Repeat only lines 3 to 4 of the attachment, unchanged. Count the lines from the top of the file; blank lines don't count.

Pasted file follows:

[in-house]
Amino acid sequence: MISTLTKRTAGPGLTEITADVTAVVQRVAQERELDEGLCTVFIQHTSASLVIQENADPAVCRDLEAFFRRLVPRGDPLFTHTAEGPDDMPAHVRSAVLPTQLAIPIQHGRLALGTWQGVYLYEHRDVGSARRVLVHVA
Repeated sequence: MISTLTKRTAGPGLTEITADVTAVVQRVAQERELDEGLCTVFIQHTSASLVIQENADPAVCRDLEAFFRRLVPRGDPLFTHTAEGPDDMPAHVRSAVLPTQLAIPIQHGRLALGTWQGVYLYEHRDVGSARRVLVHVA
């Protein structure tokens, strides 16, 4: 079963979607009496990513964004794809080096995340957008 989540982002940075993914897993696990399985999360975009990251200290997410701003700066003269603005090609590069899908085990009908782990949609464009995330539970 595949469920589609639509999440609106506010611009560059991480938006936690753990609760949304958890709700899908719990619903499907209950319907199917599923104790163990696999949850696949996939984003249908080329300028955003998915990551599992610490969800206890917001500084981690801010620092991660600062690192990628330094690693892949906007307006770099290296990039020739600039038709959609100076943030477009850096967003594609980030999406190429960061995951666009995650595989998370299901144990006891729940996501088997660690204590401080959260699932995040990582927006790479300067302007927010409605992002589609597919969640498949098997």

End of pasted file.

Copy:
Repeated sequence: MISTLTKRTAGPGLTEITADVTAVVQRVAQERELDEGLCTVFIQHTSASLVIQENADPAVCRDLEAFFRRLVPRGDPLFTHTAEGPDDMPAHVRSAVLPTQLAIPIQHGRLALGTWQGVYLYEHRDVGSARRVLVHVA
């Protein structure tokens, strides 16, 4: 079963979607009496990513964004794809080096995340957008 989540982002940075993914897993696990399985999360975009990251200290997410701003700066003269603005090609590069899908085990009908782990949609464009995330539970 595949469920589609639509999440609106506010611009560059991480938006936690753990609760949304958890709700899908719990619903499907209950319907199917599923104790163990696999949850696949996939984003249908080329300028955003998915990551599992610490969800206890917001500084981690801010620092991660600062690192990628330094690693892949906007307006770099290296990039020739600039038709959609100076943030477009850096967003594609980030999406190429960061995951666009995650595989998370299901144990006891729940996501088997660690204590401080959260699932995040990582927006790479300067302007927010409605992002589609597919969640498949098997």